Hundreds of Thanksgiving meals served at CityMinistries
on November 25, 2010
It’s the little things Joseph Riley remembers, like his mother’s homemade rocky road candy, when another holiday season takes the stage. The candy remains a distant taste of childhood, when she was still alive, and his family was one unit. That was over 20 years ago. Riley’s more recent holiday memories are composed of long lines out a shelter door, paper plates filled with turkey and trimmings, and finally Riley returning home, wherever home is that year, alone.
“I don’t pity myself,” Riley, 59, said amid a backdrop of people shuffling in and out of chairs at the CityTeam Ministries annual Thanksgiving Dinner on Wednesday. “Life is what it is, and I’m doing the best I can.”
The plate of turkey in front of Riley was steaming hot and decorated in cranberry sauce. The mashed potatoes rubbed against a heap of stuffing. He took in the smells billowing from his plate and closed his brown eyes for a moment. There were voices of children laughing, and old people sniffling. He opened his eyes, picked up his plastic fork, and starts with his favorite, potatoes and gravy.
Riley has spent the last four years eating Thanksgiving dinner at CityTeam Ministries, a homeless drop-in center that has been in downtown Oakland for the last hundred years. Open 365 days a year, the center provides daily hot meals, shelter, showers and clean clothing for the city’s homeless.
Volunteers from various churches, companies and families dished out more than a hundred Thanksgiving plates in between 1 and 3 p.m. on Wednesday. A youth church group from Pathfinders Club at Elmhurst Church in Oakland was responsible for spraying the cans of whipped cream on each of the individually sliced pumpkin and assorted berry pies. For one volunteer, Nathaniel Keller, 12, this is his third year volunteering at the CityTeam Ministries’ annual Thanksgiving Dinner. “It’s an honor to serve pie,” he said, “because I love pie. Every year when I come here, I have to eat some pie first. Then I serve.”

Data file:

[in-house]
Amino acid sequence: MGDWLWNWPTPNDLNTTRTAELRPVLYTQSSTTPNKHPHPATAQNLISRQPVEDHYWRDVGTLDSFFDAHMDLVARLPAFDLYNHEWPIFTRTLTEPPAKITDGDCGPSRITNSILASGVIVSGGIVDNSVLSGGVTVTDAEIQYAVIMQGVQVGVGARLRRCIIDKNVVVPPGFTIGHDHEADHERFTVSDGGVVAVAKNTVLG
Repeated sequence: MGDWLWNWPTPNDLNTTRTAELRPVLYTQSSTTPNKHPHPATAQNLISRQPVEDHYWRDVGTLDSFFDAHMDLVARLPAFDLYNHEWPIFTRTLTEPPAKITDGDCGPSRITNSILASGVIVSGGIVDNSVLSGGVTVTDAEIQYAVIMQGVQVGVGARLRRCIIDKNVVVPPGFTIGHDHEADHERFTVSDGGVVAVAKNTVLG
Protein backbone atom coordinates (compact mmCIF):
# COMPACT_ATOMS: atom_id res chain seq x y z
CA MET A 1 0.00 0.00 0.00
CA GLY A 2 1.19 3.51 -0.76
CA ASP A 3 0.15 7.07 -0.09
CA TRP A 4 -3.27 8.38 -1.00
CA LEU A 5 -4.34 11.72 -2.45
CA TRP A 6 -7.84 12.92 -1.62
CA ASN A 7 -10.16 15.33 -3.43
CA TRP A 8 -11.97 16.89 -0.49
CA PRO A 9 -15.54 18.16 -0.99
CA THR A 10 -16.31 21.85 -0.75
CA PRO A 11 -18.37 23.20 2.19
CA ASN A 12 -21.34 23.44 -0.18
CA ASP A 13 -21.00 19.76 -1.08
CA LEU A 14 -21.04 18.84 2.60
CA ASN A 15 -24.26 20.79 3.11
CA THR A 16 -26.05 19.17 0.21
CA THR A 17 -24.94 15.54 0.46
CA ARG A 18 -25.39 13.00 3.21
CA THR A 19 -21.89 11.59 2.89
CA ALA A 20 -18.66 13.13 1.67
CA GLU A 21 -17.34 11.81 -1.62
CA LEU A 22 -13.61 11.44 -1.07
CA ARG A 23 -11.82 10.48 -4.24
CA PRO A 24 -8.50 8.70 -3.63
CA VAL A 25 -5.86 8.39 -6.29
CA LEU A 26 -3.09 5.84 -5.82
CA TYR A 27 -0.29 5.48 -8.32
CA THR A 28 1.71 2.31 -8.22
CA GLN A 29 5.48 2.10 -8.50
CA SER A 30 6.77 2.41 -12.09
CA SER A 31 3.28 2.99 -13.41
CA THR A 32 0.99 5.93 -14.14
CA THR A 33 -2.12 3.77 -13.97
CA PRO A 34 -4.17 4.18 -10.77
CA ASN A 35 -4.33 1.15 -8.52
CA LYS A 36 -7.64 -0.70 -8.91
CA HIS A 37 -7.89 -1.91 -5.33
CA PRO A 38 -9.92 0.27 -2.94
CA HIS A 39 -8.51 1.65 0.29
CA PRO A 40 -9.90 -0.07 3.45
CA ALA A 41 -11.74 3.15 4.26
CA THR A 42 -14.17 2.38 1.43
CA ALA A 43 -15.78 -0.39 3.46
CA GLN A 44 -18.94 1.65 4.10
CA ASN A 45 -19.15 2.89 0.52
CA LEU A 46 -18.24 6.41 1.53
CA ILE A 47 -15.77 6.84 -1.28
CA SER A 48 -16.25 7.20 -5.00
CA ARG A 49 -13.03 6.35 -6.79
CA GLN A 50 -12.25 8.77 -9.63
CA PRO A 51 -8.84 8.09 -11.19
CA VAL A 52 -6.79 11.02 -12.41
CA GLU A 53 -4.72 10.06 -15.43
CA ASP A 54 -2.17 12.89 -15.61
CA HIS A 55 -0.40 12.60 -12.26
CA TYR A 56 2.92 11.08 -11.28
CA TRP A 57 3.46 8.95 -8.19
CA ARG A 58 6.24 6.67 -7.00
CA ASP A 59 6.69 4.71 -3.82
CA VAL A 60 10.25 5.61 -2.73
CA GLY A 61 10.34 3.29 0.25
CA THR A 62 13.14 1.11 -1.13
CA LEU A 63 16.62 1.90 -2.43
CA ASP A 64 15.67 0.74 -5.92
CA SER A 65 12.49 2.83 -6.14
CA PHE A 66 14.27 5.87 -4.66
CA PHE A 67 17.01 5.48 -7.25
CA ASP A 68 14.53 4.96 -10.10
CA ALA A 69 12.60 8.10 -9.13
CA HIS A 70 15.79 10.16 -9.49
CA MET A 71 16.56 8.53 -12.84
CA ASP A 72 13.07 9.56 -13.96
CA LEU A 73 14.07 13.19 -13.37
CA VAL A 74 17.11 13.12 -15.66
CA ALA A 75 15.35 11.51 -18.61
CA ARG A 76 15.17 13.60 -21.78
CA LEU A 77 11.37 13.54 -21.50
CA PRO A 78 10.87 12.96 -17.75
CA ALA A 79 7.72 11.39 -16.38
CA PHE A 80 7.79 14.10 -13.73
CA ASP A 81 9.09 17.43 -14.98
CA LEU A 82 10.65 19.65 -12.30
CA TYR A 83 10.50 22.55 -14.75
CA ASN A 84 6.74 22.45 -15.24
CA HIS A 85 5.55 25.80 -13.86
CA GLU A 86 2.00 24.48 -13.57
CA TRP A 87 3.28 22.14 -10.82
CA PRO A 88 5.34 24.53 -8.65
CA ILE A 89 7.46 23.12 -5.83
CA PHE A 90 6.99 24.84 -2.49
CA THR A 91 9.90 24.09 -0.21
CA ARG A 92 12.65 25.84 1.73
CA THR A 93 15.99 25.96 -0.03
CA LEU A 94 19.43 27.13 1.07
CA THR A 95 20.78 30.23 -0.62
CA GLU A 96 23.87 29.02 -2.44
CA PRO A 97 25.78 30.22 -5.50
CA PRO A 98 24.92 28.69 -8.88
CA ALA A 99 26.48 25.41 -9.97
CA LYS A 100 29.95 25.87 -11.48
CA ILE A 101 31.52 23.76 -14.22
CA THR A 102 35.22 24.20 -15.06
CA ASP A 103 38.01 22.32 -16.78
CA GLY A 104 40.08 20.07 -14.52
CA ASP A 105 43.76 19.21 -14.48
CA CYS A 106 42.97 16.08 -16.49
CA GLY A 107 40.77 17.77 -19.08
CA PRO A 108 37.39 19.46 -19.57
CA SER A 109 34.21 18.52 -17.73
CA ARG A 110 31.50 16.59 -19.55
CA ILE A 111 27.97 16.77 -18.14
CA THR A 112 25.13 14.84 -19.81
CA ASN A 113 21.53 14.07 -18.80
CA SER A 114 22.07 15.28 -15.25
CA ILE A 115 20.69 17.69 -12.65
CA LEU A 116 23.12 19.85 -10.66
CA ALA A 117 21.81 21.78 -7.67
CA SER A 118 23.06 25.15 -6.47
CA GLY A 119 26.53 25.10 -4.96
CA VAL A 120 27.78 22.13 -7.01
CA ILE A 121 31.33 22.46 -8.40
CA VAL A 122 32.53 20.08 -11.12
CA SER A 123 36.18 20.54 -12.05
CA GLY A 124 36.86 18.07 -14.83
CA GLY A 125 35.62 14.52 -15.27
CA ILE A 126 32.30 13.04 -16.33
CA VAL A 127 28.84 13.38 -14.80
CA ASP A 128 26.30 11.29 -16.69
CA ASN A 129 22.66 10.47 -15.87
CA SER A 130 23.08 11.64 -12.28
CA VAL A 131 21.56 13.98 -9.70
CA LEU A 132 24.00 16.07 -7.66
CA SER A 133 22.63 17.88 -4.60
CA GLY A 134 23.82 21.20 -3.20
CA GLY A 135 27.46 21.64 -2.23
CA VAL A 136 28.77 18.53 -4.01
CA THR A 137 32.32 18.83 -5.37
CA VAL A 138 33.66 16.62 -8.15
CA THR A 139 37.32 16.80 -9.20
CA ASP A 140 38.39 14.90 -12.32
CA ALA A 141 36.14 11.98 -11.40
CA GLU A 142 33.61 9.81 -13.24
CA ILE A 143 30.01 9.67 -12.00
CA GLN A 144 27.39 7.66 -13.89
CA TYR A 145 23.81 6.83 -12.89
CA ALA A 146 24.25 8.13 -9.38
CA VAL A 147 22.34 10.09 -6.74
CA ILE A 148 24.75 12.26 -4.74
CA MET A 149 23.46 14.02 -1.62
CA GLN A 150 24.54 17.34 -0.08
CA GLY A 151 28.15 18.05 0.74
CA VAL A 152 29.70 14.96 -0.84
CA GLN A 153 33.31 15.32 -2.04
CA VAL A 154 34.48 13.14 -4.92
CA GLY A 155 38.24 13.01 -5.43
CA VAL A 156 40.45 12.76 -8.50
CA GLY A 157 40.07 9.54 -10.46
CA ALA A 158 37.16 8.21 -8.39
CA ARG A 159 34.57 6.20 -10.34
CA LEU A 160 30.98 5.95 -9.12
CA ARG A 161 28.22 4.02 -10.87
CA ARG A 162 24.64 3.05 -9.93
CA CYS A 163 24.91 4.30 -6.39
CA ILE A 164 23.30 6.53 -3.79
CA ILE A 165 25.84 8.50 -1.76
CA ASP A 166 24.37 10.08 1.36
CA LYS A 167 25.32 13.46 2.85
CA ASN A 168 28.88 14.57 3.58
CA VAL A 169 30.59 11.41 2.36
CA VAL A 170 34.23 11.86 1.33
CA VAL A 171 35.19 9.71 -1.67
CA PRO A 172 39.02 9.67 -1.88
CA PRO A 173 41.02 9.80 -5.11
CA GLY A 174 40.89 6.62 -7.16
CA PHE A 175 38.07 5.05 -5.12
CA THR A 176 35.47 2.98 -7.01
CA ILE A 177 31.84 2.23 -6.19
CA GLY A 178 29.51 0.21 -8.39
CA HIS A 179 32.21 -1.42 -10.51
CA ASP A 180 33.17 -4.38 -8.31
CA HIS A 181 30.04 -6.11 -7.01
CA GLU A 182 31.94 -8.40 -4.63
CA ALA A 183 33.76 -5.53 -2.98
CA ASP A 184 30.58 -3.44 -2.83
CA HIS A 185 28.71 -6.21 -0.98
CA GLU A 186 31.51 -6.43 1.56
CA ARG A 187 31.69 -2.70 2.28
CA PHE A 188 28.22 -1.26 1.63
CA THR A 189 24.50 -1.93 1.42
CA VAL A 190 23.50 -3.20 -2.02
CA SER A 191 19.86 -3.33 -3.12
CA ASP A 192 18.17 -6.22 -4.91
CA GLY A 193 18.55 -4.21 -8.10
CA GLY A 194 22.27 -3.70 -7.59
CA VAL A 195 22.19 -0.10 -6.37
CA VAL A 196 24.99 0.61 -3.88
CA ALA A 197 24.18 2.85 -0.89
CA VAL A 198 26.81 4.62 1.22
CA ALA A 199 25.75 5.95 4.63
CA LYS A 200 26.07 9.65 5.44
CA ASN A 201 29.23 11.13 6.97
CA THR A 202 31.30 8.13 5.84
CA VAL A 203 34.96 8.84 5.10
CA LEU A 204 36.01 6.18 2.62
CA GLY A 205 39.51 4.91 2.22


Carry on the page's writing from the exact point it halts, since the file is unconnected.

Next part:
CityTeam Ministries Development Officer Janet Goodman said she depends on 30-some volunteers to help prepare, serve and attend to every man, woman and child that walks through the doors. “We serve them and treat them like our guests,” she said, “It’s part of our open hospitality mission.”
Riley said he is grateful for the service that CityTeam and other agencies provide on the holidays. Having previously volunteered at the Society of St. Vincent de Paul’s free dining room, he said he’d spend Thanksgiving there tomorrow helping to serve dinner.
With the help of an outreach coordinator and team, Goodman encourages persons who receive services from CityTeam Ministries to spread the word and come back to volunteer. “Rather than becoming a recipient of a hand-out,” she said “they become an agent of change.”
Riley said he lost his job, then his home, in Richmond a decade ago. He’s been living in Oakland since, he said, and has called seven different places, not including a couple of parks, home. “Sorry” and “laid-off” were frequent words Riley heard in and out of several restaurant and warehouse jobs. Although he now lives comfortably in a single-room apartment in downtown Oakland, he lost another full-time job back in March and has been struggling to make rent for the last couple of months. His landlord has cut him some slack, but he doesn’t know for how much longer.
Riley said he applies for a couple jobs every day and is staying hopeful. Seeing families together keeps him happy and positive. “It makes me want to tell them ‘hang on to what you got, make the best out of it,’” he said.
This holiday season, CityTeam plans to provide thousands of Oakland’s poor and homeless with meals, toys and warm winter clothing. To volunteer or help donate, visit their website.
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